Honey bee plants for acid soils

Devil's bit scabious

Below is a list of honey bee plants that do well on acid soils.

Trees and shrubs

Norway maple

Norway maple

Acers   All acers produce pollen but some won’t produce nectar in the UK.  Flowering time is generally April to May.

Bilberry or whortleberry Vaccinum myrtillus.  Produces nectar and pollen in April, May and June.  Related to the American blueberry, these aren’t cultivated but can be used to make preserves.  They are too acidic to eat raw!

Cherry laurel Prunus laurocerasus  Good nectar and pollen through spring with the bonus that the undersides of young leaves have nectar even when it is not in flower. Handy when nectar is scarce.  Not everyone’s favourite look though.

Daphne Daphne odora, D. mezereum, D. bholua  Daphnes are often chosen for their intoxicating scent and as they flower in mid-winter are often grown near the house.  They can offer both nectar and pollen to honey bees when temperatures are clement enough for them to fly.

Gorse

Gorse

Gorse Ulex europaeus, U. minor.   From the legume (pea) family, gorse provides excellent pollen but not much if any nectar.  The main flowering period for common gorse (U. europaeus) is April but it you can see some flower at any time of year!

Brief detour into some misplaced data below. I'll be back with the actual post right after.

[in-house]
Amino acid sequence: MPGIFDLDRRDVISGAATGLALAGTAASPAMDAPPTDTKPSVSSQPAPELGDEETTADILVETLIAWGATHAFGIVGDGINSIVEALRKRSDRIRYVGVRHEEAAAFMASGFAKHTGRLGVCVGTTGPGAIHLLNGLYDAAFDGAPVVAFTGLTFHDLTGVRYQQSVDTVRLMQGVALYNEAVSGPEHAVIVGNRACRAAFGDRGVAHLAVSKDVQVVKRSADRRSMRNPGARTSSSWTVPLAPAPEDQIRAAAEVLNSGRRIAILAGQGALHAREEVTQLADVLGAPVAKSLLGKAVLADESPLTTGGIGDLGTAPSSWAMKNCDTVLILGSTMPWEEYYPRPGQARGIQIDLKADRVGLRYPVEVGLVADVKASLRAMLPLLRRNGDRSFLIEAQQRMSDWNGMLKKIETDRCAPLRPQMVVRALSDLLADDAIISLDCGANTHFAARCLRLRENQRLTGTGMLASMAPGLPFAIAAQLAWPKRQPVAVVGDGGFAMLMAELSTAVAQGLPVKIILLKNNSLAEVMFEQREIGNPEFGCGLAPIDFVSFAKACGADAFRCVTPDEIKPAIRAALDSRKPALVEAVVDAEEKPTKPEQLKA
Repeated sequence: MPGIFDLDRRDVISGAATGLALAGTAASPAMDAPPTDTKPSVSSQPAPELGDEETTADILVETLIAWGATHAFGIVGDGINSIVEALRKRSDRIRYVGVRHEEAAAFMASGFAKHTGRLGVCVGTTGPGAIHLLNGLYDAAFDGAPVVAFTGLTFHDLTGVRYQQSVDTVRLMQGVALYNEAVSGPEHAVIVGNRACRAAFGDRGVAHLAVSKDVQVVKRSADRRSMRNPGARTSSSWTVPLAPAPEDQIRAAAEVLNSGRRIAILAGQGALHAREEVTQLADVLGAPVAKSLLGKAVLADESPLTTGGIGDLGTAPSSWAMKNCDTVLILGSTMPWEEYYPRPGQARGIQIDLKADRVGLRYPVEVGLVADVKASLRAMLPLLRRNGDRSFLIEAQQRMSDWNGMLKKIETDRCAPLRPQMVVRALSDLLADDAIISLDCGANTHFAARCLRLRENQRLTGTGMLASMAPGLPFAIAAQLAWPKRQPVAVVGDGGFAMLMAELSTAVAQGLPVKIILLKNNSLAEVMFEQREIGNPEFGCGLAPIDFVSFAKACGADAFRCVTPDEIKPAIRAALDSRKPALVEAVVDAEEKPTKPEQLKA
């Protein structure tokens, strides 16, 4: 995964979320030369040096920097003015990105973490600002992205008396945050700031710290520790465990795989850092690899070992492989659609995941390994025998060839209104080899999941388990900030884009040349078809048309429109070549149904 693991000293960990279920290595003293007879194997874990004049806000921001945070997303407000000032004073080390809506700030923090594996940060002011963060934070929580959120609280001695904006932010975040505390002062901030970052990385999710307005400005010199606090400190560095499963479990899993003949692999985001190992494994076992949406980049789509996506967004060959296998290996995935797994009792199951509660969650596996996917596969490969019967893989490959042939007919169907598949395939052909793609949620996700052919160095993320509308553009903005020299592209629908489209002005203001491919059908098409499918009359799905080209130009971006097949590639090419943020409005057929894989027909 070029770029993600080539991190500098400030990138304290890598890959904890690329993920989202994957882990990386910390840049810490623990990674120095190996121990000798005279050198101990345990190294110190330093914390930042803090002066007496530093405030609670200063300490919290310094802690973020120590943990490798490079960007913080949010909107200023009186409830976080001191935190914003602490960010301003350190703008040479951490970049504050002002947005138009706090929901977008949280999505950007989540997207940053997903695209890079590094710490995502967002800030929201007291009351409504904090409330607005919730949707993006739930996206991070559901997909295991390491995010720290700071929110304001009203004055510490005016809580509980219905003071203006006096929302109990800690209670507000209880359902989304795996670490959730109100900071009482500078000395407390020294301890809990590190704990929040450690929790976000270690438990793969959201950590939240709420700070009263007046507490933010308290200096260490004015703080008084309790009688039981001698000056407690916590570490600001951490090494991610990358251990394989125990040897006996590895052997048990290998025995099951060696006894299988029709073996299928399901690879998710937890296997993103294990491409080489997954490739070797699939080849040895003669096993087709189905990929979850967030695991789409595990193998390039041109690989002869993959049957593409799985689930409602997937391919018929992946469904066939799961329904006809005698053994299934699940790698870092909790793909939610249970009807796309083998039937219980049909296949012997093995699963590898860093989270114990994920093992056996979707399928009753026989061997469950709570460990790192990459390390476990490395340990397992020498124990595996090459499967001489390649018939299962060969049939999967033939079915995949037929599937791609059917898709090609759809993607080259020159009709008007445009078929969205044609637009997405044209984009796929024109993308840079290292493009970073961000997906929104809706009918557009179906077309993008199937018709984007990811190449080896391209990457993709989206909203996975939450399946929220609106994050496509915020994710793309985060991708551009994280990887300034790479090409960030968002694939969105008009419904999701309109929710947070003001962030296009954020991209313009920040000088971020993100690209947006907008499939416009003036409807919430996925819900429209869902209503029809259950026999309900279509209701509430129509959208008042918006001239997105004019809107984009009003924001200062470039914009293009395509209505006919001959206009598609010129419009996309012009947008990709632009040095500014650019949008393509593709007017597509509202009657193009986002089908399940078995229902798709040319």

Heather

Heather

Heather and heaths   The other stalwart (with gorse) honey bee plant  is heather.  Calluna vulgaris, the traditional heather honey, and flowers between July and November.  Erica carnea is the ‘winter heath’.  By selecting differnet cultivars the flowering period can be extended from December to April.  This species can survive in alkaline conditions but is happiest in a more acidic environment.  Erica cinerea (bell heather), E. tetralix (cross-leaved heath) and E. vagans (Cornish heath) flower between June and November.  All are excellent honey bee plants it’s just a question of overcoming their seventies image.  Check out this contemporary design with them.